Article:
Bosa added that he came at Shanahan’s suggestion, to help the new unit and the 49ers’ overall rebound from last season’s heartbreaking finish. “With the Super Bowl, unfortunately, I know how to bounce back from tough losses, so it was rough for a little bit but now it’s just annoying when people bring it up,” Bosa said with a closing quip.

He’s stayed away from past years’ OTAs for various reasons: 2020 was the COVID closure, 2021 saw him recovering from knee reconstruction, and the past two years’ were bypassed as he worked out in his native Ft. Lauderdale, Fla.

“It’s a little less workload than I’m doing back home, so it’s a good, active recovery for me and I’m getting football work in specifically,” Bosa said. “It’s not compromising my training and I get to meet all the guys. It’s a positive.”

Bosa also spoke favorably of Nick Sorensen’s elevation to defensive coordinator, after Steve Wilks’ one-and-done tenure in place of DeMeco Ryans. “I think he’s going to bring something similar to what we had with DeMeco, and it’ll be good,” Bosa added.

Leonard Floyd, a ninth-year veteran, is the latest pass rusher brought in start on the opposite side of Bosa. The 49ers are banking on them as their marquee pass-rushing combination. At one point in Tuesday’s position drills, Floyd raced through the tackling dummies with grace, then stopped for a technique-analyzing chat with Bosa. Floyd (6-foot-3, 240 pounds) has a lean, long frame that’s already adapted to the 49ers’ twists only a month into the offseason program, Shanahan said.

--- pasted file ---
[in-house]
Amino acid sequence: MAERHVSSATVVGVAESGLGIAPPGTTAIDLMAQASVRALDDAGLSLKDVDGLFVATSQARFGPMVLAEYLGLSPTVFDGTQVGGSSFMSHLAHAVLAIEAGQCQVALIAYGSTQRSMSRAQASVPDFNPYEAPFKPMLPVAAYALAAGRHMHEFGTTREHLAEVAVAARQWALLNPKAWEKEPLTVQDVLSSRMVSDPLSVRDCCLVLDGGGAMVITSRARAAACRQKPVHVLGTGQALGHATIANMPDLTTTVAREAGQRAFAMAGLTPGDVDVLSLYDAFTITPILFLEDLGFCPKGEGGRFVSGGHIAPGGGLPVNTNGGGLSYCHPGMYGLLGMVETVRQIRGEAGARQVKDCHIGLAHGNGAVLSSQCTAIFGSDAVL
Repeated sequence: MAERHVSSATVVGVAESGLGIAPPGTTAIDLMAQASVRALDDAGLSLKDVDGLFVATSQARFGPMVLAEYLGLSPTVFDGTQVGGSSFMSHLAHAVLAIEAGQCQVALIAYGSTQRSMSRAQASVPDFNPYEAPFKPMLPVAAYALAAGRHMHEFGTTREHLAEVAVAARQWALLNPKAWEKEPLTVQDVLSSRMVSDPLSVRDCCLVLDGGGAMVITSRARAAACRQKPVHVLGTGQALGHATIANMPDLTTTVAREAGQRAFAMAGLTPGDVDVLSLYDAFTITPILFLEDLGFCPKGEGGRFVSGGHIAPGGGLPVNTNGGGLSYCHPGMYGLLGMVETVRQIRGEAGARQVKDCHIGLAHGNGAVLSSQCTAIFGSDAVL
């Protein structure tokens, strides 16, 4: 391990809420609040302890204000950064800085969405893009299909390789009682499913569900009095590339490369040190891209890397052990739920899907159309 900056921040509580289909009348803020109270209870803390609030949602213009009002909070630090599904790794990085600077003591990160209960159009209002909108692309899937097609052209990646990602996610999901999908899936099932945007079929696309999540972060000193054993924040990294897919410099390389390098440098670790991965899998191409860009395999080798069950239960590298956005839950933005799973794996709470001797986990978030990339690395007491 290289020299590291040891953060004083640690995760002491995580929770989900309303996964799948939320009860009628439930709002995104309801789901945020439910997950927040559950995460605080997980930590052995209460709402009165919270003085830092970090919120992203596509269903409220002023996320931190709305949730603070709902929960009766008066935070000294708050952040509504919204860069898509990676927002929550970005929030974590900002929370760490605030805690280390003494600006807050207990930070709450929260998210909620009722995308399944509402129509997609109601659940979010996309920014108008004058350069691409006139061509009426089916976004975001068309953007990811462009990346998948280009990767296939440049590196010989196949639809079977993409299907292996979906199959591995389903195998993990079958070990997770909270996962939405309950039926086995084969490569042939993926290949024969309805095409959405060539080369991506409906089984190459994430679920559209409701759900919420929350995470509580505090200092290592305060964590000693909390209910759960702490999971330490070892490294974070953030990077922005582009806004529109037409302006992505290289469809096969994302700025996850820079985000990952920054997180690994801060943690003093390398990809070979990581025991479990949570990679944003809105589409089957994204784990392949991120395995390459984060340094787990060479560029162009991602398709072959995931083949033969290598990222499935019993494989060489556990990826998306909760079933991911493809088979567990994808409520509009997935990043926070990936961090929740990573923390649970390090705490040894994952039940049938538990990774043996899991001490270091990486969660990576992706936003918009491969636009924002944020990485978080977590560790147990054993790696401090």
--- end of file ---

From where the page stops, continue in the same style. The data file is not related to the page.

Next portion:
“He’s a super-skilled rusher, good length, and he’s more athletic than I even realized,” Bosa said.

Another newcomer, Yetur Gross-Matos showed strong promise with his 6-5, 265-pound body that resembled the versatile frames of past 49ers’ Charles Omenihu and Arden Key. “We have a lot of new faces this year, so I’m helping the new guys out,” Bosa added. “A bunch of good dudes.”

Missing from Tuesday’s drills were defensive end Drake Jackson (due to a health issue, Shanahan said) and probable starting defensive tackle Maliek Collins (family matters). Rob Beal lined up with Gross-Matos as the second-string defensive ends, followed by Alex Barrett and Raymond Johnson III on the third unit. Defensive ends Clelin Ferrell, Chase Young and Randy Gregory departed this offseason. .

Gone from the interior are Arik Armstead and Javon Kinlaw, so the 49ers must sift through options including Jordan Elliott, Kevin Givens, Kalia Davis, T.Y. McGill, Shakel Brown and Evan Anderson.

No matter who the defensive lineman is, none are allowed to touch Purdy, and Bosa demonstrated that restraint to all, while later singing Purdy’s praises.

“He’s definitely getting a little more vocal within the building,” Bosa said. “I don’t think he’s ever going to change, even when he gets paid next year. He’s a man of faith. He kind of reminds me of Scottie Scheffler, except he didn’t get arrested. He’s just super humble and a really good kid. Yeah, he’s definitely famous.”